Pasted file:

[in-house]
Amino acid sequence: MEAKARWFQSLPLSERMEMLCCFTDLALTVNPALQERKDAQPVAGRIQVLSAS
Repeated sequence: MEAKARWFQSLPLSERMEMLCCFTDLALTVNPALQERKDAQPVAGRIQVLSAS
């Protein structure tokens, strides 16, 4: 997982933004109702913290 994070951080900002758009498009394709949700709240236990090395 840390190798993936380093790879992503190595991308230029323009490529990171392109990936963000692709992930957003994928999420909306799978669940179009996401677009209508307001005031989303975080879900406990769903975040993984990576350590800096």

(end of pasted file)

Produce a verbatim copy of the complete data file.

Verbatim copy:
[in-house]
Amino acid sequence: MEAKARWFQSLPLSERMEMLCCFTDLALTVNPALQERKDAQPVAGRIQVLSAS
Repeated sequence: MEAKARWFQSLPLSERMEMLCCFTDLALTVNPALQERKDAQPVAGRIQVLSAS
């Protein structure tokens, strides 16, 4: 997982933004109702913290 994070951080900002758009498009394709949700709240236990090395 840390190798993936380093790879992503190595991308230029323009490529990171392109990936963000692709992930957003994928999420909306799978669940179009996401677009209508307001005031989303975080879900406990769903975040993984990576350590800096």